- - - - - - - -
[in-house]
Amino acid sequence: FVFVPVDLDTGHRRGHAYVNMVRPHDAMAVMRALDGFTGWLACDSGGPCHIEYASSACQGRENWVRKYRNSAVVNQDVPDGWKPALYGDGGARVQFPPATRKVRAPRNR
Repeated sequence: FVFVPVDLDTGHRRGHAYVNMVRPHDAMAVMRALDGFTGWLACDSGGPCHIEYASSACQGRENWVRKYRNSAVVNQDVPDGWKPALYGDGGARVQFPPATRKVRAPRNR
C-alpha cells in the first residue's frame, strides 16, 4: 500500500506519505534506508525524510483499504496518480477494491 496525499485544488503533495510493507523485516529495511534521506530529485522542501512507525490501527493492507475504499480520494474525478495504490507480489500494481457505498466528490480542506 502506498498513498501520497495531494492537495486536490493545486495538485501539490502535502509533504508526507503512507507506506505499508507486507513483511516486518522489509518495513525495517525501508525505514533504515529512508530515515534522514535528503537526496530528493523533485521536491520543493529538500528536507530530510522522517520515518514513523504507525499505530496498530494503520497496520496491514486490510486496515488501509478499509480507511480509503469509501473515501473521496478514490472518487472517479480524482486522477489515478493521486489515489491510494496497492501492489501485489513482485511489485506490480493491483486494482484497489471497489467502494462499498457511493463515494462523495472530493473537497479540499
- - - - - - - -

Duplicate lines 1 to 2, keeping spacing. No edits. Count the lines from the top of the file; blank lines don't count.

[in-house]
Amino acid sequence: FVFVPVDLDTGHRRGHAYVNMVRPHDAMAVMRALDGFTGWLACDSGGPCHIEYASSACQGRENWVRKYRNSAVVNQDVPDGWKPALYGDGGARVQFPPATRKVRAPRNR